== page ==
© 2024
Play Live Radio
Next Up:
0:00 0:00
Available On Air Stations

Troy Mayor Patrick Madden Names Police Review Board Members, Discusses Sunday's Protest, Body Cams

Troy Mayor Patrick Madden with the retiring Police Chief John Tedesco presented Tedesco with a proclamation designating today Chief John Tedesco in 2018.
John Salka
Troy Mayor Patrick Madden with the retiring Police Chief John Tedesco presented Tedesco with a proclamation designating today Chief John Tedesco in 2018.

Troy Mayor Patrick Madden has named eight members to the city's dormant Police Objective Review Board, one day after an estimated 11,000 people demonstrated in Troy. Madden, a second-term Democrat, spoke with WAMC News Monday about the protest, the review board, and why the city's police officers aren't wearing body cameras yet.

From your perspective, how did the rallies go Sunday?

Sunday was absolutely amazing. And Troy, we're known for doing great events. And I think we did another one. There were estimates of somewhere around 11,000 people. I can't verify or deny that; it was a huge crowd, larger than anything I'd ever seen in Troy. And we gave people the opportunity to state their issues as loudly as they wanted. They marched through the streets, we did everything we could to make sure they were safe and had every opportunity to rally and protest. And they did that and no one was hurt and none of the rallygoers, none of the protesters had problems in any way. And by late in the evening, it wrapped up and we actually went home. So it was a great, great event. And I'm very proud of the city of Troy, the police department, Department of Public Works. And very grateful to the organizers that everything went as well as it did.

Let me drill down a little bit into some specifics. We've heard from a lot of people in the crowd yesterday who have specific gripes with your city and the police force there based on past incidents. As mayor, do you think there are specific things that need to change in the way that the residents of Troy perceive the police department and the way the police department interacts with those residents?

I think there's always room for improvements between groups of people. So this Objective Review Board is an important step in that direction. One of the best ways we can improve relationships is to improve understanding, improve transparency, improve communication, build empathy, build relationships, so that we each understand where the other is coming from, we each understand the other's worldview a little bit better, and that we are able to take that into account as we make our decisions. So this and other things we might do, in terms of increasing communication, I think are critically important to building a stronger relationship.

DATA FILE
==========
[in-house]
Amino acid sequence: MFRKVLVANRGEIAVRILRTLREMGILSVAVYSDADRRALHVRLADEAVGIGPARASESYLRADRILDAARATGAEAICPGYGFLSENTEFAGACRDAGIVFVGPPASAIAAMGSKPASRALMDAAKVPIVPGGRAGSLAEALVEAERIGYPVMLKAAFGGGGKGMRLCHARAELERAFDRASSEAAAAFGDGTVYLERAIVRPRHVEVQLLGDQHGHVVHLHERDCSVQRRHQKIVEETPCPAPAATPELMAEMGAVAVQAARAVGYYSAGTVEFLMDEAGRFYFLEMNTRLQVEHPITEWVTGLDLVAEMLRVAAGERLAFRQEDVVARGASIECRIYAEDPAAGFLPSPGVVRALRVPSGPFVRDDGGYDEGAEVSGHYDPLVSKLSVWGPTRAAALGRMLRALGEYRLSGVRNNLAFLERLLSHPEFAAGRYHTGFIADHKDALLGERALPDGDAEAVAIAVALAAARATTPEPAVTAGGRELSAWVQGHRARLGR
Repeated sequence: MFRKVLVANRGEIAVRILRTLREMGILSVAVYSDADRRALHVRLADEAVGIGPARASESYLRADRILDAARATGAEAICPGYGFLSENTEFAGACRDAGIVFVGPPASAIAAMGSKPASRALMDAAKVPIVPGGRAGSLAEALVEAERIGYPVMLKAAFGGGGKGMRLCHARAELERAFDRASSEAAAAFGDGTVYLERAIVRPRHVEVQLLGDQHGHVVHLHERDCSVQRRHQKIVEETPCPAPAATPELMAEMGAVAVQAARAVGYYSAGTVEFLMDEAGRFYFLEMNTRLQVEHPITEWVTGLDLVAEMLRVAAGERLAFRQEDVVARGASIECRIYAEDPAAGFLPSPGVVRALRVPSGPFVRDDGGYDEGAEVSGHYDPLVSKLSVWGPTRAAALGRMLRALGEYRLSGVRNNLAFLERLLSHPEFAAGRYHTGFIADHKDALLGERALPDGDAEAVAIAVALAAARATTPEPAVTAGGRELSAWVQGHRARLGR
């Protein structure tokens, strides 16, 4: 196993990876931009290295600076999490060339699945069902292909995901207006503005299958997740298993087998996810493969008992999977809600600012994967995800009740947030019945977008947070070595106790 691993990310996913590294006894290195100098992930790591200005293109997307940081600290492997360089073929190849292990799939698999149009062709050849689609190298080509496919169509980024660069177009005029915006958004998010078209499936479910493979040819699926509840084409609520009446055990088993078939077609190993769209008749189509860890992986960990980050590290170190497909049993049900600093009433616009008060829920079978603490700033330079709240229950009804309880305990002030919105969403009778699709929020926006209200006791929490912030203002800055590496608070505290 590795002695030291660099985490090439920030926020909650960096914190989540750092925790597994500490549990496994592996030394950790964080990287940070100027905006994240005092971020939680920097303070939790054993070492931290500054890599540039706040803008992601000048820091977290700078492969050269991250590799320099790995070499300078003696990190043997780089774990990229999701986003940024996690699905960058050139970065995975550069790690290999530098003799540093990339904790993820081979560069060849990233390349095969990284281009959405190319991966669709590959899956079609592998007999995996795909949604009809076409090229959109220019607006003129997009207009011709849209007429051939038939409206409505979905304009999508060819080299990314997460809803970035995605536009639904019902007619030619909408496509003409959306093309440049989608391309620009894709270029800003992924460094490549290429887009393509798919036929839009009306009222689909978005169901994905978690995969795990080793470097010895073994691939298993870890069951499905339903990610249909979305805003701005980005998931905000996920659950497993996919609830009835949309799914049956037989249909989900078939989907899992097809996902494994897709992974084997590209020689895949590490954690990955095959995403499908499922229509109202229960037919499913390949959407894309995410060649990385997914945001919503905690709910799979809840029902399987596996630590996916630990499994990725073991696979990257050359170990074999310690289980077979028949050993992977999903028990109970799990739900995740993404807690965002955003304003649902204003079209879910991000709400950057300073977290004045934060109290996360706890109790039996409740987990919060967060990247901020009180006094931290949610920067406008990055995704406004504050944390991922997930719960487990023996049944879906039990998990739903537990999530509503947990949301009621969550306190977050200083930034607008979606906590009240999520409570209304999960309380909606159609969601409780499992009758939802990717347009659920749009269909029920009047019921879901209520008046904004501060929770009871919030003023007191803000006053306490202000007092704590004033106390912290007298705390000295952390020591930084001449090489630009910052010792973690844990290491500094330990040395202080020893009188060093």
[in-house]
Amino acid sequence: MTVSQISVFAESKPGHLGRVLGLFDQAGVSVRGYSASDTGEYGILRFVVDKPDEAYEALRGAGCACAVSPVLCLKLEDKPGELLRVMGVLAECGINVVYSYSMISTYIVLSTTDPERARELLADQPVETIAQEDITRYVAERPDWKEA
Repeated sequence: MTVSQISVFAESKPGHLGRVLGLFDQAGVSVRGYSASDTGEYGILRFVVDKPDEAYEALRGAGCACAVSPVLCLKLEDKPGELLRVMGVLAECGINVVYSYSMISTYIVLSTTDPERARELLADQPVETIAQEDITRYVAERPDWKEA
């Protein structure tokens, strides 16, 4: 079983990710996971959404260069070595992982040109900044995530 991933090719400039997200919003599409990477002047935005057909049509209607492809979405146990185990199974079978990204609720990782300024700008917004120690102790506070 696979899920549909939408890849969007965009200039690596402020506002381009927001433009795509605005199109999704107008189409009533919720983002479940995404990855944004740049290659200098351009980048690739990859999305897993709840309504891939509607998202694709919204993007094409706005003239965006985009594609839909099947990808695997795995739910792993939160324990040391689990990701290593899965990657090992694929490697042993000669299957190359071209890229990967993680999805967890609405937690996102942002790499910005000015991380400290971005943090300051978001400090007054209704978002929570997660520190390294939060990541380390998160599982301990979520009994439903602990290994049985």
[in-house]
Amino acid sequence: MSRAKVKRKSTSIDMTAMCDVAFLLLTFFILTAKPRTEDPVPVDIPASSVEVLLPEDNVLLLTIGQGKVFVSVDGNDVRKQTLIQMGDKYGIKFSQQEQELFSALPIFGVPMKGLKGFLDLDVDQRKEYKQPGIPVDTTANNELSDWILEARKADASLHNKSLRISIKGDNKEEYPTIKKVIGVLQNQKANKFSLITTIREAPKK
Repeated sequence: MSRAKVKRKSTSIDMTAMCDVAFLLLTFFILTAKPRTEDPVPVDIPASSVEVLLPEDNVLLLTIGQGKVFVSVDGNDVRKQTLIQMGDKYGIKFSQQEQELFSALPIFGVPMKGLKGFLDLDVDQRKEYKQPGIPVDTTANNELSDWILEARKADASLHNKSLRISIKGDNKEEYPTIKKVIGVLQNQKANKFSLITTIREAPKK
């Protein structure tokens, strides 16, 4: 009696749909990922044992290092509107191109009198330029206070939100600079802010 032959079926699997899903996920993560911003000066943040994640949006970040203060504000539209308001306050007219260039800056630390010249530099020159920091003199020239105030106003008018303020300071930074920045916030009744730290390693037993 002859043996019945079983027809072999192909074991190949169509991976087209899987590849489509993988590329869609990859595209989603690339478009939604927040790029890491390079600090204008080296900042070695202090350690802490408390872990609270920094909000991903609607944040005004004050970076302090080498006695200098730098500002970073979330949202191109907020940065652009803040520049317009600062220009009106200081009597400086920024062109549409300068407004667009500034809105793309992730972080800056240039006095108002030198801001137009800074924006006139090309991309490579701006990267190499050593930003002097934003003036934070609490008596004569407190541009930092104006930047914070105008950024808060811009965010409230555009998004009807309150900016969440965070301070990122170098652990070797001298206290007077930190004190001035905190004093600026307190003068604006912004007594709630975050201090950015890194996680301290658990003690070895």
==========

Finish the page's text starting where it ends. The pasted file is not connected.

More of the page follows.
You have just announced the appointments to the Police Objective Review Board, which had been dormant for several years. Why was that announced today? Was that in reaction to the protests on Sunday?

Well, yes and no, we've actually…it's been percolating for a while. As with so many other things when we started dealing with the COVID outbreak and the challenges to running a city organization in the face of that, many things got sidelined. And this was one of them. We couldn't get together, we couldn't meet. Yet when current events spoke to us, we thought we better advance this while we're trying to do everything else. Even though we can't at this point in time meet together. We can make the announcement and make sure that people do know that this is something that we have been working on and this is something we are committed to and that we will be moving forward as quickly as we can.

This board was supposed to exist for a long time and it's been on and off in the city of Troy. Why did it take until 2020 to get it back up and running from the last time it was active in 2014?

It took some time because I needed to understand why it continually fell apart. It has a history of fits and starts. And I did not want to impose upon people the obligation to sit on a board or a panel that was not going to be effective, that didn't have a meaningful say in things. Or that was structured in a way that dissuaded people from continuing. So I went back, I talked to some of the individuals who had served in the past, I tried to understand better where the wheels went off the track in the past and created a new approach to this. And that's what we've been doing.

Let's do some nuts and bolts on how this will actually function. So you've named eight people to the review board. There are also some non-voting members including from the city's legal department, from the Troy PBA, and from the Troy Police Department Inspectional Services Unit. How often does this board meet, or does it simply wait for issues to be raised from the community?